The sound was so quiet at first she wasn't sure she'd heard it, she froze, telling herself it was the wind, or an animal. It came again, a little louder now… a soft moan, like that of a human in pain. She meant to speak, to call out, but her tongue stuck dryly to the roof of her mouth.
She swallowed hard, "h—hello?" She heard it again, goose bumps rising on her flesh, she turned about herself, searching. There, fallen at the base of a gnarled elm, a man lay among the crisp dried leaves, still as death.
Elizabeth was beside him in a dash, kneeling down. A gentleman indeed, swathed in dark velvet doublet and matching breeches, his boots, of fine dark leather, were caked in blood. His face was turned away from her so that only his stylishly long dark hair could be seen. Beneath his doublet his shirt was stained a garishly deep red…she felt her stomach churn.
"Sir?" she tried to force her voice above a shrunken whisper, "Sir?" The man gave no response, she reached out a shaking hand, to his shoulder, "please, Sir are—are you--."
He stiffened at her touch and groaned, the noise more a physical reaction than an effort to answer her and Elizabeth wondered at first if he were truly aware at all until he turned his head toward her. He was white as linen, his forehead creased as if he were struggling somehow, he moved to sit up but groaned again, clutching his side as he fell back against the tree.
"You're wounded," without thought she lifted his doublet, tearing away his spoiled shirt…she felt the blood drain away from her face, the wound was a deep jagged gash, as from a sword or dagger, just above his hop bone, dried blood caked the skin around it but fresh blood still oozed freely. She could smell it now, dense and metallic, it caught in the back of her throat, making her gag.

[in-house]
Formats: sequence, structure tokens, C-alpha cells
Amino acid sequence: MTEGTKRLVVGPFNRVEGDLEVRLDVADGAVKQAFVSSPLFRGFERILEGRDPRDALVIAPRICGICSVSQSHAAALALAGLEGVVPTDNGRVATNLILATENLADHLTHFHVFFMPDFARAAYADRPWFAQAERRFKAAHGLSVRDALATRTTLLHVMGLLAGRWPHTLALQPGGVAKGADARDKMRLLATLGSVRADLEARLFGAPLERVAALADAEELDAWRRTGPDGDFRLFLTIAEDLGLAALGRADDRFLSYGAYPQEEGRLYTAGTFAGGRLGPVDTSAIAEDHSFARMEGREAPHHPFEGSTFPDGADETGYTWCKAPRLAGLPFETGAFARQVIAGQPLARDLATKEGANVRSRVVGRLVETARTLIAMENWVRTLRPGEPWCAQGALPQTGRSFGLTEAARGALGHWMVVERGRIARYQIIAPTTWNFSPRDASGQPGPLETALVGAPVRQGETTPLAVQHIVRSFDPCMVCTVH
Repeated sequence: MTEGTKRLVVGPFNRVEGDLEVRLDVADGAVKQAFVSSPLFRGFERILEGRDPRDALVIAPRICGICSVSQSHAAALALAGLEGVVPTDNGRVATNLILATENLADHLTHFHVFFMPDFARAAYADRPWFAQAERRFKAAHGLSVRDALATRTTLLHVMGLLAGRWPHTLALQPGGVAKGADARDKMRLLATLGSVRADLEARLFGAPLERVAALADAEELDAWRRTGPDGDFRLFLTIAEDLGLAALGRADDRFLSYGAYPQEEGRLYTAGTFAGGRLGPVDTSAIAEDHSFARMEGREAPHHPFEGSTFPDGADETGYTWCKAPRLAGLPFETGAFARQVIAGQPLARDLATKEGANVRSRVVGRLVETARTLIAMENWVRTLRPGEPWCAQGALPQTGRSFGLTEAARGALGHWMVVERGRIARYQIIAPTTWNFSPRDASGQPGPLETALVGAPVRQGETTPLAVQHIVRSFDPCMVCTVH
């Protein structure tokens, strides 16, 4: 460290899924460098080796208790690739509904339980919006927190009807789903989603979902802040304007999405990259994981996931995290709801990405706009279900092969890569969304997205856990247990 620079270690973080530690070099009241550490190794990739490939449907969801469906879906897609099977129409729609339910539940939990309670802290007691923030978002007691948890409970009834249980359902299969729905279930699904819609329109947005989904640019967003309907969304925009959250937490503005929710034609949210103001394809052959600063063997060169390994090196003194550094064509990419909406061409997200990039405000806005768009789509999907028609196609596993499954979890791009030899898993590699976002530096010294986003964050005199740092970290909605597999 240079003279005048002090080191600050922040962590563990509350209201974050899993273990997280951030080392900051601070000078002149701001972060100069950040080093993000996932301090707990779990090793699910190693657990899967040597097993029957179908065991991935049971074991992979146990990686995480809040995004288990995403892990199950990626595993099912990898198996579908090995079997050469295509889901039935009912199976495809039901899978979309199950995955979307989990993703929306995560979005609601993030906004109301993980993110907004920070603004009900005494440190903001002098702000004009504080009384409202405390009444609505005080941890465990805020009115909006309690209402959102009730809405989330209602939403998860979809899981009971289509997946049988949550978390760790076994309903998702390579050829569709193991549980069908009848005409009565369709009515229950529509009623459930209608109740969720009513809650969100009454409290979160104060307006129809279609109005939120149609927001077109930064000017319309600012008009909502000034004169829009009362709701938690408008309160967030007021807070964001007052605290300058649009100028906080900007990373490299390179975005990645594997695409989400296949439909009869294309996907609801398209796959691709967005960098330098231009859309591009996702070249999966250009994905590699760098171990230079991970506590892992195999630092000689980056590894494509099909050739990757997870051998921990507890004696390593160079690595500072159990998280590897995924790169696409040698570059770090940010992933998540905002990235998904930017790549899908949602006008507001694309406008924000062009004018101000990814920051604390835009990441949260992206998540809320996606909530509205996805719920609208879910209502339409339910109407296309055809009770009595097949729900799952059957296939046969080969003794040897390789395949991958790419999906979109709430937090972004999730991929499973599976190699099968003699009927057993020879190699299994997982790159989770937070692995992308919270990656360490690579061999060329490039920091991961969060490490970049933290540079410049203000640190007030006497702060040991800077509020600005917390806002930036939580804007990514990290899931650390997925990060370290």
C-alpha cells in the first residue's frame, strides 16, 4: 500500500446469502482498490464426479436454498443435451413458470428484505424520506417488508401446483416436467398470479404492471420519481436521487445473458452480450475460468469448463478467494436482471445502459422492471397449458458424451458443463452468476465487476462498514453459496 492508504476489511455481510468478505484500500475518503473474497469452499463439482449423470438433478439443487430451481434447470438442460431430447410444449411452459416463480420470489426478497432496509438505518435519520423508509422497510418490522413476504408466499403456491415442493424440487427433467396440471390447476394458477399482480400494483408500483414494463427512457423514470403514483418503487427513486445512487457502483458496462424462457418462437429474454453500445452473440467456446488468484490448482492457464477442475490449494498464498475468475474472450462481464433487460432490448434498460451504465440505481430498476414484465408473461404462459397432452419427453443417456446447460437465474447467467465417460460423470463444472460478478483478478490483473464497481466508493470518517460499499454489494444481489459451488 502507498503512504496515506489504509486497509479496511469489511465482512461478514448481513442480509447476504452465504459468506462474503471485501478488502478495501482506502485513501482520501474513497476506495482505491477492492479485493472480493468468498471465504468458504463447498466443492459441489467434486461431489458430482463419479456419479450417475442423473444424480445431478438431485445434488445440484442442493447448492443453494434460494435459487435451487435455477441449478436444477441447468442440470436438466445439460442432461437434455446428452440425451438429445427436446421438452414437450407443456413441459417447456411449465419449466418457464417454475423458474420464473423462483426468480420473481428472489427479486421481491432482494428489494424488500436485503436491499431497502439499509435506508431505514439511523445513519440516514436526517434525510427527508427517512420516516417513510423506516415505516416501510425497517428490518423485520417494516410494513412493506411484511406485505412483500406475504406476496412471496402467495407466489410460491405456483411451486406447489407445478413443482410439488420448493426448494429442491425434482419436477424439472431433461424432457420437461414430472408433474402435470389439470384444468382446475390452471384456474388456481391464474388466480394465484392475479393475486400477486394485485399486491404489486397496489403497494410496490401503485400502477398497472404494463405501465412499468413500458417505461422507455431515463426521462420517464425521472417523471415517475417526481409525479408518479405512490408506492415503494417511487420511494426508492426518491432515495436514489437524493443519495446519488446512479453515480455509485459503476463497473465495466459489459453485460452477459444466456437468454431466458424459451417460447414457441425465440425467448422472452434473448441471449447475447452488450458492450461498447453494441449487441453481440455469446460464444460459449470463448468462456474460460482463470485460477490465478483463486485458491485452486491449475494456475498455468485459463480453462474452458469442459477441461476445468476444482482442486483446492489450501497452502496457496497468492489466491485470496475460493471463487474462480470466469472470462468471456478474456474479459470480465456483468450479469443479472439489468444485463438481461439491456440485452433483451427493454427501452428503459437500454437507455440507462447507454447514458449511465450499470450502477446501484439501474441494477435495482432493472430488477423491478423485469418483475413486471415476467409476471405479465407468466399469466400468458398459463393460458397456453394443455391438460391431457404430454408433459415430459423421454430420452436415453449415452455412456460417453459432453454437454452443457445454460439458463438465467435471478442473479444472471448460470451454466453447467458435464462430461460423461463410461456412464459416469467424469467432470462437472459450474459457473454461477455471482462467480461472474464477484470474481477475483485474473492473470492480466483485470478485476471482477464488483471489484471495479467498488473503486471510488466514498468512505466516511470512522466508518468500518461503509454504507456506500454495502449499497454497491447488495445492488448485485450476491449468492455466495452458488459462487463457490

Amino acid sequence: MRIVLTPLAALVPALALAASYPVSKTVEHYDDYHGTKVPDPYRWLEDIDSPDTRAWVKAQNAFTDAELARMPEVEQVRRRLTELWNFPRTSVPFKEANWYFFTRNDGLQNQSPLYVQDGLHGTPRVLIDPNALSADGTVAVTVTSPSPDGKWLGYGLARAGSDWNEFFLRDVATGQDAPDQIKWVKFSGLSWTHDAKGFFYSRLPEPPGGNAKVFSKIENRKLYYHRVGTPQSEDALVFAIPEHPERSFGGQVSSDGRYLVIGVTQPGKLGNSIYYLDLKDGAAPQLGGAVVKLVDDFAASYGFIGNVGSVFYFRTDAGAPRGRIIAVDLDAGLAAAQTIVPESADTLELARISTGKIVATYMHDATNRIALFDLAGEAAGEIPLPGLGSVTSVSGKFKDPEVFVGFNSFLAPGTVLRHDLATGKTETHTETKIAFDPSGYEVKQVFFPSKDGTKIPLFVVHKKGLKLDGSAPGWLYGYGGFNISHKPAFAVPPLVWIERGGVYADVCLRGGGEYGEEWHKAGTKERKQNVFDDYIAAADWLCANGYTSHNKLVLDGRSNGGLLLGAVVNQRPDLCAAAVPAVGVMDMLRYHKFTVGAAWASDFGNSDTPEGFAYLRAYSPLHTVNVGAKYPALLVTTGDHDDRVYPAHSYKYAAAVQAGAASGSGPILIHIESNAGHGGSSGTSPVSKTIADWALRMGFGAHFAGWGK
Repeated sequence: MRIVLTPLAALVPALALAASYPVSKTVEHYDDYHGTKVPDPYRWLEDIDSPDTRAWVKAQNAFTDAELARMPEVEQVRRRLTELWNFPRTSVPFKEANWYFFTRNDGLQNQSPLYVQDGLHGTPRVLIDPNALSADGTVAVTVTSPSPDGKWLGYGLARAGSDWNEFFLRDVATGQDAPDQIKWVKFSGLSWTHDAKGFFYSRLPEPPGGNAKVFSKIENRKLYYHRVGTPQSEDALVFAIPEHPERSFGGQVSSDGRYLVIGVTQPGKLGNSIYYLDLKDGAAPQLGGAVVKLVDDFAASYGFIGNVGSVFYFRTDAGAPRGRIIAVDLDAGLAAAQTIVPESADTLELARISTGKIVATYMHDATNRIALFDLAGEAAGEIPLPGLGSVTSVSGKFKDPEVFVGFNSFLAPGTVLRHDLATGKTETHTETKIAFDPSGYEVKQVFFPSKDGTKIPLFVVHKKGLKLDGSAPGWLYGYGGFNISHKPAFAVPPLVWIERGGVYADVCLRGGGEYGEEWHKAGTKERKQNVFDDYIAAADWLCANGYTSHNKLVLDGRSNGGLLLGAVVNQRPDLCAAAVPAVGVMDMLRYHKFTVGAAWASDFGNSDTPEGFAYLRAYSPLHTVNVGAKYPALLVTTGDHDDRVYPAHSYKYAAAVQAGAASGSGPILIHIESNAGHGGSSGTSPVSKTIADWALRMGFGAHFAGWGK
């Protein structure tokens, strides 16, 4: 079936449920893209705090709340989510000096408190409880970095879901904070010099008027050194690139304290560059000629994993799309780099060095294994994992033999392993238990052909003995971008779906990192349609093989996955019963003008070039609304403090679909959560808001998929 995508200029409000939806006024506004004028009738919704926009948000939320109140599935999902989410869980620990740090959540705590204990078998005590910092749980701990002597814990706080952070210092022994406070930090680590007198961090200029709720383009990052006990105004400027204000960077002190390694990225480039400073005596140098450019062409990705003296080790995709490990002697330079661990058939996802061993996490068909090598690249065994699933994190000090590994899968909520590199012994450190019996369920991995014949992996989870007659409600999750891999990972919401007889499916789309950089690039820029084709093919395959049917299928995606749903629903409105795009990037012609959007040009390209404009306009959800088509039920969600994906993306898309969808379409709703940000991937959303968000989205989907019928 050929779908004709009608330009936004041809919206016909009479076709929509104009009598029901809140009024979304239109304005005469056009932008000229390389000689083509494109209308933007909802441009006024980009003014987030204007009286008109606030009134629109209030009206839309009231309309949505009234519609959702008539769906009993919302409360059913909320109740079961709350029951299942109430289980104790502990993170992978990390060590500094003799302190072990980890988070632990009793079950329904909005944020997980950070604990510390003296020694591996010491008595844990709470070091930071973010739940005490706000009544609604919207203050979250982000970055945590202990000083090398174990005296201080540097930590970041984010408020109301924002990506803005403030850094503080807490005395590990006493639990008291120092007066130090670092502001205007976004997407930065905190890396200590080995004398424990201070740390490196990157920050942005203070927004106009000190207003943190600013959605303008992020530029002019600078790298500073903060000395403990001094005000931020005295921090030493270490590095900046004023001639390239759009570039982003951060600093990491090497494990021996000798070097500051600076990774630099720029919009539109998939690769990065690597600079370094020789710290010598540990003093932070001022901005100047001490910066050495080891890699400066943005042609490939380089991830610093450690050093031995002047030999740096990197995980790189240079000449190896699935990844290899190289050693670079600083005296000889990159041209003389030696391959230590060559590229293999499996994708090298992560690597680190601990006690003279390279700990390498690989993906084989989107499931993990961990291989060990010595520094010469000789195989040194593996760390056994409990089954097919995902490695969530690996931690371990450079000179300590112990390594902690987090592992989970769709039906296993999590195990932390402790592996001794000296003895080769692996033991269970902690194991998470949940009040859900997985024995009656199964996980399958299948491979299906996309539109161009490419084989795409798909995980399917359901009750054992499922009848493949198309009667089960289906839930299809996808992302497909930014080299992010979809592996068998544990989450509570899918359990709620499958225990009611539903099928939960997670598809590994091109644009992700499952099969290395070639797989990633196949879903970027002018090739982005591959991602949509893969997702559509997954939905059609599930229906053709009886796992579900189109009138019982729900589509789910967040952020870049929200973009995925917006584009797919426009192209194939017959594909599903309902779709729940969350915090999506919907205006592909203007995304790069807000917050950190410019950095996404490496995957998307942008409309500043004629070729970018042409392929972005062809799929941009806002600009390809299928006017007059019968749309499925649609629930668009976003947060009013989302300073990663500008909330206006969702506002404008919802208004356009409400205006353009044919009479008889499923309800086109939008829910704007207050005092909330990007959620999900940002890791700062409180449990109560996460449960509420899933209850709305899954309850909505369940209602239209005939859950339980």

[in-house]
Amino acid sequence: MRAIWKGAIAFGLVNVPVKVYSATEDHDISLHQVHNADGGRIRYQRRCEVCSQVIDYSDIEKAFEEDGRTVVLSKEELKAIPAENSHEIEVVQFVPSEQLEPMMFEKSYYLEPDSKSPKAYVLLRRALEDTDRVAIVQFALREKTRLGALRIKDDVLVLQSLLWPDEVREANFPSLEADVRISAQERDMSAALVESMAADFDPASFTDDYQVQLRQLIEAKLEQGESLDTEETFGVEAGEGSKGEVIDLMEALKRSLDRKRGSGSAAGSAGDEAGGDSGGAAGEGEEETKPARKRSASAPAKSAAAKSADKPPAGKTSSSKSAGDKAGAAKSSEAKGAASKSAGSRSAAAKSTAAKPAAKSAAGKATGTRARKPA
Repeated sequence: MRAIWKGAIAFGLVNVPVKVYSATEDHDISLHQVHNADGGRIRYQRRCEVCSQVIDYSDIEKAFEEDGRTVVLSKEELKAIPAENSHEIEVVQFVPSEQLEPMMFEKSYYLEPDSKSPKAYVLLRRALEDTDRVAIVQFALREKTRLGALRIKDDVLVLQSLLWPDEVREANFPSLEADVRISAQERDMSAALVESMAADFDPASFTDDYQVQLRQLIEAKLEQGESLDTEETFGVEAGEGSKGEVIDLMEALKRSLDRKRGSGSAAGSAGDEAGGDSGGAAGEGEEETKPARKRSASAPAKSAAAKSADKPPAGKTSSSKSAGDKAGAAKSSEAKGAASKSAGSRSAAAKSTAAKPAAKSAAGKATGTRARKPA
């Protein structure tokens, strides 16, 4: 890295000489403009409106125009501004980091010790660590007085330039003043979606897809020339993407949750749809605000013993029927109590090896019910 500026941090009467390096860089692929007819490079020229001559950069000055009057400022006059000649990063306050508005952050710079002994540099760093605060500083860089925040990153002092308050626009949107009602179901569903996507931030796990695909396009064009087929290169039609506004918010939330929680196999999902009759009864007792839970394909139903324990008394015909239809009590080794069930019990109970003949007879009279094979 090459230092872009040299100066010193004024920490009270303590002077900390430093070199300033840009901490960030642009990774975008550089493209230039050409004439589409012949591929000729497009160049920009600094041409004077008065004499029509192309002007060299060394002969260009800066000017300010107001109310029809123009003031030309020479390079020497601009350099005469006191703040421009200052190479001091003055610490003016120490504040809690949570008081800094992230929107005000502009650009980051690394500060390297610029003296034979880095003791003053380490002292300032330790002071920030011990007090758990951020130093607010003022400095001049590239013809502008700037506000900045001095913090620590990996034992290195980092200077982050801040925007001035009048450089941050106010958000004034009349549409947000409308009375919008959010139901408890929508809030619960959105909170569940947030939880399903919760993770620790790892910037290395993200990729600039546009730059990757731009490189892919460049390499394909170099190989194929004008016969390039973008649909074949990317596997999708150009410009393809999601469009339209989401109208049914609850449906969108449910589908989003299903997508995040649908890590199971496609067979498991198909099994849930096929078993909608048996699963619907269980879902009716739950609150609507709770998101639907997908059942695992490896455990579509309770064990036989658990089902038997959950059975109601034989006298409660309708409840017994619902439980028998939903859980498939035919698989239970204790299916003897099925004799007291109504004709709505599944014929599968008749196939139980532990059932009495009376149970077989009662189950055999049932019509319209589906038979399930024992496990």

She drew her kerchief, pressing it to the wound, the man stirred violently, crying out. "It will be alright," she said softly, almost more to herself than to him. God help her, comforting a royalist soldier, for he most certainly was by the look of him, was he not her enemy? She knew the stories, the rumors, in other circumstances, if this man had caught her alone in the woods… His eyes opened then, they were pure blue, dark with pain and frightened. He was young, she realized, without even a trace of beard, he could only be a little older than she, if at all. "I'm going to help you," she said it firmly, almost a vow. His hand, stained with dried blood and unnaturally cool slid over her's, squeezing it lightly in recognition. She stiffened, unnerved, but didn't remove her hand.
It was growing late, the shadows stretching long through the trees, they would be missing her by now, soon they would be looking for her and if they should find her with this man… Her father was a man of God, merciful, but his heart was sent firmly against the royalist cause, he believed them all to be traitors against the true King, that of heaven…She wasn't willing to try him. "Can you walk?"
That young man's eyes had slid closed again but he nodded slowly. Elizabeth helped him into a sitting position and, pulling one of his arms across her shoulders and he using the tree for support, together they managed somehow to lift him to his feet. He swayed dangerously, his eyes closed tight against what must have been intense pain.